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    Posted September 30, 2014 by
    Lutz, Florida
    This iReport is part of an assignment:
    Your modern family

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    From Russia with Love


    Seven years ago as of this November my family was formed. There was no trip to the hospital for a baby to arrive, nor were there any lawyers present, nor any adoption forms. No, my family was formed in a very different way. I was hired to be the house parent for seven Russian boys (ages 9 - 13) as part of charity run by a school in South Florida. I moved in with the boys, having never met them before, and we quickly set about creating a life together for a position that was supposed to be temporary, but would turn out to be permanent.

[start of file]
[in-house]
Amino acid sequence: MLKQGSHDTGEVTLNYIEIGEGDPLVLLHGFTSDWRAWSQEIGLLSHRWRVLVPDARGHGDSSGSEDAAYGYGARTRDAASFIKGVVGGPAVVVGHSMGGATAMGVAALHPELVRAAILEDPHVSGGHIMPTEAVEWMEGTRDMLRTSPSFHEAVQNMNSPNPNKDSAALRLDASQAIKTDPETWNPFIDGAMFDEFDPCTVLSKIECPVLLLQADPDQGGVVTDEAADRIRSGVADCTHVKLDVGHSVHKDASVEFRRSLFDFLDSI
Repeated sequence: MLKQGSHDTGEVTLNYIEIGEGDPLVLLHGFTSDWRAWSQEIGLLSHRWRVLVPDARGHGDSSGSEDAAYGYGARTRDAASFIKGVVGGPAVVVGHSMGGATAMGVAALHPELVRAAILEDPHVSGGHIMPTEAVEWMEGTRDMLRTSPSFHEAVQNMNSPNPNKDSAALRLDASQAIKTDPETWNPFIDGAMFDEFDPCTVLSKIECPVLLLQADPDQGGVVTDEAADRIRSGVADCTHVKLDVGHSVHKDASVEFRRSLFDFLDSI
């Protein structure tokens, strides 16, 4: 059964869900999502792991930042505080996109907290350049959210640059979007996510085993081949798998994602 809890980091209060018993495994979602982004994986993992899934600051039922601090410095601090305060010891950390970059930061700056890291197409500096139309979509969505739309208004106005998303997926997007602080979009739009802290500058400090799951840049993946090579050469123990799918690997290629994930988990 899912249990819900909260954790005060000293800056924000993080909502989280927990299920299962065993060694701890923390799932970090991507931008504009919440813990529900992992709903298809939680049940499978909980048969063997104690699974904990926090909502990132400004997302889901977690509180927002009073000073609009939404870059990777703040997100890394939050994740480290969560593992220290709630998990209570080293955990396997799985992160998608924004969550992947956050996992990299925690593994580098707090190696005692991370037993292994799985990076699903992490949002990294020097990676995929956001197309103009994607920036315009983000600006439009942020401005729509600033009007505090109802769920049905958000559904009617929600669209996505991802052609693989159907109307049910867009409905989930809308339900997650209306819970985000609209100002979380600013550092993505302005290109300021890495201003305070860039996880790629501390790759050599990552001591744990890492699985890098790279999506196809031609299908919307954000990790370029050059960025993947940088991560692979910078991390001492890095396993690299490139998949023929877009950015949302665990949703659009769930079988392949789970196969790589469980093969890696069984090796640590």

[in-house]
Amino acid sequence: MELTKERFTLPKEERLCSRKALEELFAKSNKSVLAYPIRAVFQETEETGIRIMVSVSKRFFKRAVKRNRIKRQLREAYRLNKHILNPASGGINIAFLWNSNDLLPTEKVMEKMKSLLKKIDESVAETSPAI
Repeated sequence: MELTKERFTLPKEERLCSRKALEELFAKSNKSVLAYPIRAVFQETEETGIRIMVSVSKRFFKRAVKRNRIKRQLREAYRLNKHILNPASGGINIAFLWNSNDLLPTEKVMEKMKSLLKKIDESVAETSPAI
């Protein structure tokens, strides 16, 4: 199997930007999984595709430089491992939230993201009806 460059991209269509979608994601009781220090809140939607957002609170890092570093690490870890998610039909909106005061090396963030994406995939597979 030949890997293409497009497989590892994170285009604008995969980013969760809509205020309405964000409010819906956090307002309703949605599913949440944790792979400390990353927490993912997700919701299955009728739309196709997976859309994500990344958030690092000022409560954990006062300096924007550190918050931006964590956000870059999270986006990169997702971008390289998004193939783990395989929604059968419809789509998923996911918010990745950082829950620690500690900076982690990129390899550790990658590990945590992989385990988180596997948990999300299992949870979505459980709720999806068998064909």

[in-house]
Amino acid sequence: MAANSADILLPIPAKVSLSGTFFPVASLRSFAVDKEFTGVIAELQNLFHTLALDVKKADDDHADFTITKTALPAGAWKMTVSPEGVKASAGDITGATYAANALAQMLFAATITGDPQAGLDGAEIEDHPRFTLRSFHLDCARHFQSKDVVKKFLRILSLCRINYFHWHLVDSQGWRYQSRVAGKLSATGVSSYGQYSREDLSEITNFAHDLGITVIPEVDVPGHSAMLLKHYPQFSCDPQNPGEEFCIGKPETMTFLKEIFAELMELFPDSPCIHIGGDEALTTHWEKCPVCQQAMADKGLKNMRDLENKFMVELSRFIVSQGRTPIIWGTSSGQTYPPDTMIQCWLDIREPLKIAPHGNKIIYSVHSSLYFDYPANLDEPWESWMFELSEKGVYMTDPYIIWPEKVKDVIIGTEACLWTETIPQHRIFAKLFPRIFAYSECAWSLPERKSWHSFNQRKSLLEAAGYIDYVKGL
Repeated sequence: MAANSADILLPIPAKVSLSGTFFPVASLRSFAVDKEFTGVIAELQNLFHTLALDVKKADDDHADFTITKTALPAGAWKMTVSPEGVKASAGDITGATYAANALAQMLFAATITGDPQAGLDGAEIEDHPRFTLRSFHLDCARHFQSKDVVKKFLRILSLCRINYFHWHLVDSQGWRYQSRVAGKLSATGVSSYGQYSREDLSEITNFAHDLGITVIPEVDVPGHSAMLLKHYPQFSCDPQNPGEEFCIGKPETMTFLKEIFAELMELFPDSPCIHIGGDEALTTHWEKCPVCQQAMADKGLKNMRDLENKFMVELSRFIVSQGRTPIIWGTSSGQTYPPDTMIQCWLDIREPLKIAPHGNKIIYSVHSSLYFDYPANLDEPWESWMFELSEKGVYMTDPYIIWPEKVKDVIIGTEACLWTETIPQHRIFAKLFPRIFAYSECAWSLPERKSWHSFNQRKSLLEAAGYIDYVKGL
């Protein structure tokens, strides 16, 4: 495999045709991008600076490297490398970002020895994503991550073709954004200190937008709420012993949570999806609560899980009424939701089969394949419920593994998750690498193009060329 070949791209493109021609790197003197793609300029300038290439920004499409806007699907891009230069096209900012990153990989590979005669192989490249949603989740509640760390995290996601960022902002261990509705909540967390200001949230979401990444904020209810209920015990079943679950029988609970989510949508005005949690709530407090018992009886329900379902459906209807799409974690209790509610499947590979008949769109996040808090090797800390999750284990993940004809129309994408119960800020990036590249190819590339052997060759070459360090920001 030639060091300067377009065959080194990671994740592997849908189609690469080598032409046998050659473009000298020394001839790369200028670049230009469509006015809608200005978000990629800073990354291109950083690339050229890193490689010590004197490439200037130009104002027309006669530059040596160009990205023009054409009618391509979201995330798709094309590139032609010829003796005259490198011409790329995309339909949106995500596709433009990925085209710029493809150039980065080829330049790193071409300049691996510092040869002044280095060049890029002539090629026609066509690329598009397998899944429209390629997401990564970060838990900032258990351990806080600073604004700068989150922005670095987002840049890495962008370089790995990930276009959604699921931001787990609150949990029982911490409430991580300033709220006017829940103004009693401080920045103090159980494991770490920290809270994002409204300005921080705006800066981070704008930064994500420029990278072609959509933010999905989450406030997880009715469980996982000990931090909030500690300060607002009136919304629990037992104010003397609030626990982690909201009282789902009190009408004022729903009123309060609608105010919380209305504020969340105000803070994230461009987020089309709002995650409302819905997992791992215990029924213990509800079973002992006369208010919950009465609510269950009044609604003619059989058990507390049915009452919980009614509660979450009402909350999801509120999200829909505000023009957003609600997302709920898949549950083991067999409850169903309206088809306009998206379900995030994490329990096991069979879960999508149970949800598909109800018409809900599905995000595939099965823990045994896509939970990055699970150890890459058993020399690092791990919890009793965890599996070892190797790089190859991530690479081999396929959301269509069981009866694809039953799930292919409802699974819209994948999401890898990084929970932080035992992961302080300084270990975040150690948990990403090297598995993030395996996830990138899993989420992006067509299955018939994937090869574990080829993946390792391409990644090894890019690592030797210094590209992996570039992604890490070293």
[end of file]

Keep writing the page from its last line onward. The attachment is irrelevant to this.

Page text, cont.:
Then, in the winter of 2008 the economy began its rapid decent into the Great Recession. Budgets were slashed and as a result, our program was cut and I was sent to Russia with the boys to deliver the bad news to their families. Once in Russia, I knew that my life was about to change because I knew, in my heart of hearts that I could not allow the boys to stay there living in poverty.


    Shortly thereafter, I set about finding a solution for bringing the boys back to America. Together with some friends, we founded RenProject.org (a 501(c)3) and set about changing the boys’ lives.


    The first goal of RenProject was to find a school that would take the boys. We found our home at Academy at the Lakes. Mark Heller, both Head of School and a personal friend of mine, had actually reached out to me hoping to hire me for a science teacher position which was open at his school. After many emails and numerous phone calls, I told him about my situation with the boys, his response was, “How do I get those boys to our school?” So our new journey began.